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wigs, etc. (See line 95.) 91. “lightest' most fickle, most vain.
97. "guiled” — full of deceit, treacherous. 99. Is “ Indian beauty”
inconsistent with the principal thought in this sentence? Explain.
102. “Midas ” was a king of Phrygia in Asia Minor. Having been
permitted by Bacchus to demand any gift he might wish, he asked
that whatever he touched might be turned into gold. The request
was granteil; but when the food he attempted to eat became gold in
his mouth, he begged to have the boon recalled. The student should
look up the whole story in his text on mythology; John G. Saxe's
poetic version of the myth is also very interesting.

Page 305. 115. “counterfeit” — likeness, portrait. So in Hamlet,
III, iv, 54, “ The counterfeit presentment of two brothers.” 126. “un-
furnished ” — without the other painted eye. 130. “continent”.
that which contains something. 140. "by note ” — according to the
directions in the scroll.

Page 306. 168. “lord”

Page 307. 182. “every something” every cry or shout, which,
considered by itself, means something. 192. Give two possible mean-
ings of “from me.” 194. “ bargain ” — contract, formal plighting of
their troth. 200. “intermission delay, cessation.

Page 308. 219. “very” -- true.

Page 309. 232. “estate " — condition, the state of his affairs.
2:37. Explain the figure by referring to a preceding note. 239.
“ shrewd ” — bad, painful, bitter, spiteful. 258. “ mere” – intense,
absolutely pure, thorough.

Page 310. 272. “confound”. overthrow, destroy. 276. “mag-
nificoes - chief

men of

Venice. 277. “ persuaded ” — argued.
278. “envious ” — hateful, malicious. 289. What must be supplied, in
thought, before “unwearied” to make it also in the superlative degree?

Page 311. 295. “ deface” – cancel, destroy the value of. 308.
“cheer” – countenance. 314. “ Between you and I”. - a grammati-
cal irregularity of the Elizabethan age, which is excused by some
writers on grammar.

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Page 312. 9. “ naughty” – worthless (worth “nothing”), bad.
19. “ kept ” — lived, dwelt. 27. “ For” because of; “ commodity ”

-commercial intercourse. Shylock was a “stranger” in Venice;
that is, he was not a citizen, as Antonio was,


Page 313. 2. “ conceit idea, conception. 3. Why “godlike” amity? 7. “lover” — friend; often so in Shakespeare. 9. "customary bounty" ordinary, commonplace kindness or good will. 12. “ waste — spend, no sense of idling away time.

Page 314. 25. “ husbandry” — economy, general oversight. 33. imposition — task put upon any one.

Page 315. 52. "imagined speed ” — the swiftness of imagination. 69. “ quaint” – fanciful, ingenious, cunningly contrived. 72. “I could not do withal” – I could not help it.



Page 316. 3. “I fear you” – I fear for you. 4. “ agitation” Launcelot means “cogitation,” thinking the matter over. 11. “ Scylla and Charybdis” were mythical monsters, one of whom dwelt on one side of the narrow strait between Italy and Sicily, and the other on the opposite side. In their anxiety to keep clear of either one of them, mariners were in danger of the other. Read Bryant's translation of the Twelfth Book of Homer's “Odyssey.” 20. “enow” — old form of “enough.” 23. “rasher” - a slice of bacon broiled over coals.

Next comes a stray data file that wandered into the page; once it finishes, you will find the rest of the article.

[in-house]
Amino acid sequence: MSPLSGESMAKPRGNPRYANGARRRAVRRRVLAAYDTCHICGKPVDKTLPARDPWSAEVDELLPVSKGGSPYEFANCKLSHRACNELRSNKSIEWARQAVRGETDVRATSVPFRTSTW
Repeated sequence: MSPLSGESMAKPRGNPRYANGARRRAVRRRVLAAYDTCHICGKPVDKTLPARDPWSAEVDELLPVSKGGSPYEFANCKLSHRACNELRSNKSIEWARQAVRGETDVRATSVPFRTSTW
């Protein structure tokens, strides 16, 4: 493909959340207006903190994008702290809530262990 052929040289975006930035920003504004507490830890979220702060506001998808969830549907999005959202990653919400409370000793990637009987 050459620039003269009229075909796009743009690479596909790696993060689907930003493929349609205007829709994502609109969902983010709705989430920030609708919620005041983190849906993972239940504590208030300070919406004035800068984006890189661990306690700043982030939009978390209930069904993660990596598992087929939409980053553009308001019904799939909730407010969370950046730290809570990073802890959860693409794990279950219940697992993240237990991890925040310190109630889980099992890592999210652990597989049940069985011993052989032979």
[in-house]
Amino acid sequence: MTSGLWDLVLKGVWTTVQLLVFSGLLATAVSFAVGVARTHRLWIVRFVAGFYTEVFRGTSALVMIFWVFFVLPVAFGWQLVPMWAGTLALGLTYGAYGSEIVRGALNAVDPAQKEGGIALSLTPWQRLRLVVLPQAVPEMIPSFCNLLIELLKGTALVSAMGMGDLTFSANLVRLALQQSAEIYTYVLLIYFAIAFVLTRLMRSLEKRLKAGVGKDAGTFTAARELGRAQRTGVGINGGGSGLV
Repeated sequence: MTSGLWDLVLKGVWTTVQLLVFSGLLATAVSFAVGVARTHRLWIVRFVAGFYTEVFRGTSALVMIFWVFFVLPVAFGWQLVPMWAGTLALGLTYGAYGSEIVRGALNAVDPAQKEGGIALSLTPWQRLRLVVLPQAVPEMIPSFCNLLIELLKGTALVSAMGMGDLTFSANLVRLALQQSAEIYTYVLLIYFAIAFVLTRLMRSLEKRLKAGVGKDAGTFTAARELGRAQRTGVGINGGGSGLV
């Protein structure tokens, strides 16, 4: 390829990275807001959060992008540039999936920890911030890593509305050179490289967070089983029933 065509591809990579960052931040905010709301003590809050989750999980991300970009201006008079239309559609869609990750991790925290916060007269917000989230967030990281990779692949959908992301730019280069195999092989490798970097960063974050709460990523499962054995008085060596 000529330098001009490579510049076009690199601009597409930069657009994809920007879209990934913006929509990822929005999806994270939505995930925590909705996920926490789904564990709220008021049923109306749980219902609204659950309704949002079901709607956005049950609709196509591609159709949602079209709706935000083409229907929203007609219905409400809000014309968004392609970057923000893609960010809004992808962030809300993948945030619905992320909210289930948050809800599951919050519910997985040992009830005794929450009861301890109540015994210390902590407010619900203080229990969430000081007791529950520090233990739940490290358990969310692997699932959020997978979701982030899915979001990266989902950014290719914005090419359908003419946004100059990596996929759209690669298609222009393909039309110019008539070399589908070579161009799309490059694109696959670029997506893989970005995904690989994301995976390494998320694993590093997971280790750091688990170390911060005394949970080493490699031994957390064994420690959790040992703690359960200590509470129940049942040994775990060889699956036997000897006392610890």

Page 317. 43. “ quarreling with occasion” — slighting the business on hand in order to indulge in puns and word-juggling. See also Defy the matter” in line 57.

Page 318. 74. “a stomach” means here an appetite, and also an inclination to do a certain thing: a pun on the word.



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Page 319. 7. “to qualify — to mitigate, to soften. 9. “ And that ” — and since. 10. “envy” – hatred, malice. 20. “ remorse compassion, pity. 26. “ moiety” – part, portion. 29. “a royal merchant' one who has such great wealth as to be honored with some especial title from the court. Page 320. 43. “humor ” — capricious disposition; odd mood or Page 321. 66. “think you question ” — bear in mind that you are conversing with. 73. "fretten ” — fretted, troubled. 78. “conveniency promptitude. 85. “ doing no wrong

46. “ baned ” — destroyed; literally, poisoned. gaping pig” - as roasted entire for the table, and served with a lemon in his open mouth. 49. “ affection” — impulses in general (compare “humor,” line 43). 58. In what sense was Shylock's case “a losing suit”?


47. “ a

what sort of • wrong” has Shylock in mind? 88. “parts ” — offices, functions, duties.

Page 322. 110. “ tainted touched with disease, or crippled in some way:

Page 323. 125. “for thy life - for permitting thee to live. 127. Pythagoras taught the doctrine of the transmigration of souls. 130. In Europe, down to comparatively recent times, animals were tried in the criminal courts, and were put to death when found guilty. 131. "fell” — fierce, cruel, pitiless.

“ Page 324. 156. “no impediment to let him lack

a Shakespearean double negative. Modern English would be “ let him have.” 163. “ take your place”. i.e. on the judge's bench. 172. “impugn” — fight against, oppose. 173. “ danger” — power, jurisdiction, ability to injure.

Page 325. 177. The peculiar virtue of mercy is free from restraint, is not exercised under compulsion.

Page 326. 207. “ truth” —honesty; a "true" man was one who paid his debts. 216. Daniel ” — the name means “God's judge.” Read the fifth chapter of the book of Daniel.

Page 327. 244. more elder. Double comparatives and superlatives of adjectives are common in Shakespeare. 248. “ balance” a pair of scales. 258. What line in the first part of the scene tells how Antonio was